The issuer can update a PPM with a comprehensive amendment that replaces the original PPM in its entirety, or by creating a “supplement” that is attached to the original PPM and read in conjunction with it. When updating a PPM for an EB-5 project, it is often of critical concern to avoid signaling that a “material modification” of the project has occurred for purposes of the EB-5 Program. This is because, when USCIS approves the first Form I-526 Petition for a project, that generally means that after a lengthy review the USCIS examiner has determined that the project is a qualifying investment under the EB-5 Program. Under a policy of “deference,” later examiners generally will not revisit that determination, so later applicants on the same project will be reviewed only for their personal qualification, and not the project’s overall qualification. When EB-5 sponsors update a PPM, securities counsel and immigration counsel should work together to ensure that new investors receive all material information while minimizing the risk that their I‑526 petitions will trigger a new review of the project at USCIS.

Business Plan and Economic Analysis. The EB-5 Program requires that EB-5 investors must receive a business plan for the project, and if the project is sponsored by an EB-5 regional center, the investors must also receive an economic analysis, which uses statistical methods to forecast job creation. The new rules do not directly require changes to the business plan or economic analysis, but the issuer should consider whether they need revisions or any addendums as a result of the overall scope of the changes. For example, an EB-5 business plan must include a “Sources of Funds” table, and that data will change if the targeted offering proceeds increase.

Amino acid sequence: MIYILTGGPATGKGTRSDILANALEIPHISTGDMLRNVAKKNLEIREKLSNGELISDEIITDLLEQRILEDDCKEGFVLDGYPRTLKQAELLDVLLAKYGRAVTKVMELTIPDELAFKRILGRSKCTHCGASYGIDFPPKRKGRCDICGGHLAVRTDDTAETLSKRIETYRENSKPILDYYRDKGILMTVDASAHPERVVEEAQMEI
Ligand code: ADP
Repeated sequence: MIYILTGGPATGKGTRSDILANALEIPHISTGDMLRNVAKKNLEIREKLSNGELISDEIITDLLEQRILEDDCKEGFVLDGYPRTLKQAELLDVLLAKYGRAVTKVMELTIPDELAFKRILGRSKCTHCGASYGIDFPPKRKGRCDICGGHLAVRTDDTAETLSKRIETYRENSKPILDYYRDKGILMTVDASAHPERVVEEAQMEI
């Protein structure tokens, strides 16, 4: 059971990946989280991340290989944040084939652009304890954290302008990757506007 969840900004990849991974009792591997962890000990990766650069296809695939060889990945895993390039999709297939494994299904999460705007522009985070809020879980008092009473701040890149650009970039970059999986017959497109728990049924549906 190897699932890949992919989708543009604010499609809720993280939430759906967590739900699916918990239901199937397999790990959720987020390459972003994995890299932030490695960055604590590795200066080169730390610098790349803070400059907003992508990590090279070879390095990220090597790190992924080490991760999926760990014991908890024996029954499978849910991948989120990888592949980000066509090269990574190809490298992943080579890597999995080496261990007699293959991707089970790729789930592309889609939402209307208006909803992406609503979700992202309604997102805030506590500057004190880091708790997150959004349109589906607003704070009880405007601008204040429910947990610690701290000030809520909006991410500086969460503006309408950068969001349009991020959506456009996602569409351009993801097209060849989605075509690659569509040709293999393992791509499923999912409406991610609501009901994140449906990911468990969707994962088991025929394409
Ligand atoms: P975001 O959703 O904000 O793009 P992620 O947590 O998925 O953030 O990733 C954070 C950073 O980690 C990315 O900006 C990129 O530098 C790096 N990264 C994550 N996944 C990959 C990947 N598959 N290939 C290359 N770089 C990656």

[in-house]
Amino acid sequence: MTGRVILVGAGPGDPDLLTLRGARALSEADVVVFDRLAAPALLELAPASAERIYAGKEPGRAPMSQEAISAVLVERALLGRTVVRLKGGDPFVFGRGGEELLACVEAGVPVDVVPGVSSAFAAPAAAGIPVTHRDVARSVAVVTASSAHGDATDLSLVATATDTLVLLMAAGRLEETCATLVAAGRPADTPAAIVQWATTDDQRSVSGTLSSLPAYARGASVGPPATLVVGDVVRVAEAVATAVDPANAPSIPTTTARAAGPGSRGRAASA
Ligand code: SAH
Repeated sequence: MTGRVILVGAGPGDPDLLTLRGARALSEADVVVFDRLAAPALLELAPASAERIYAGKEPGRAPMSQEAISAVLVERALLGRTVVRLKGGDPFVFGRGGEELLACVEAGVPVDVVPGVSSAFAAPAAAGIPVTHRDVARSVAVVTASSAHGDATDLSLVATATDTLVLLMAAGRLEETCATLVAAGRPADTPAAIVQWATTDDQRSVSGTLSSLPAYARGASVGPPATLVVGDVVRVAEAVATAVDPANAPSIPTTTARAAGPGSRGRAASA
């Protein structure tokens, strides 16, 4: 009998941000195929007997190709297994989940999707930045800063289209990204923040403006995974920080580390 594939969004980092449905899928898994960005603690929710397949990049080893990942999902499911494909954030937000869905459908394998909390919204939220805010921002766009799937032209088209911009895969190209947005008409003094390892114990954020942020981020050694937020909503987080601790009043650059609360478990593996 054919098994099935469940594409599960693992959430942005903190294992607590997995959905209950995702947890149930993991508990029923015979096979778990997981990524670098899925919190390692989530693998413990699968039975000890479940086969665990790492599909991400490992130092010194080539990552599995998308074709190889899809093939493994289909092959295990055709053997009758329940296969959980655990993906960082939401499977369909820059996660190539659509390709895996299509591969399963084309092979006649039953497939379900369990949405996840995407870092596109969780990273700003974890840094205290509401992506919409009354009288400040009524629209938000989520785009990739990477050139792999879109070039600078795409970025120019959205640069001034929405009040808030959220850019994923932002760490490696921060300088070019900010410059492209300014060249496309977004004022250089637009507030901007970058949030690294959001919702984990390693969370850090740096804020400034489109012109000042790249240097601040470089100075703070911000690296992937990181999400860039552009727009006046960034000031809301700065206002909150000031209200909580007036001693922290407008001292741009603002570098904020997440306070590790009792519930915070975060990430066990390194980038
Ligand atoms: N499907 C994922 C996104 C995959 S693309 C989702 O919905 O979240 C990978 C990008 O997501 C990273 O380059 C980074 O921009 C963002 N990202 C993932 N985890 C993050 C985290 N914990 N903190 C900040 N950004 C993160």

First Step – Global Assessment

Before taking on the task of updating an EB-5 offering for the new rules, the project sponsor should consider three fundamental questions:

  • Are you still in a TEA? There is no grandfathering of TEA status, and new investors cannot submit your old state-provided TEA certificate to USCIS. If your TEA status has been based on high unemployment, you should consult with your immigration attorney, and perhaps your economist, to see if new investors will need to invest $900,000 or $1,800,000.
  • Is it marketable? You know how marketable your offering was at $500,000. How will the new investment amount affect that? Many factors come into play. For example, do you source investors in a country or region with a pool of sufficiently wealthy investors? Are you seeking investors from countries where extremely long waits for visas are already discouraging investors? Is your project more attractive because it already has investors who have obtained Form I-526 approval? Is completion of your project assured? Is it an attractive and high profile property? You will want to consult with your marketing partners, and perhaps even “test the waters” by making preliminary approaches to investors when permitted by securities laws and regulations.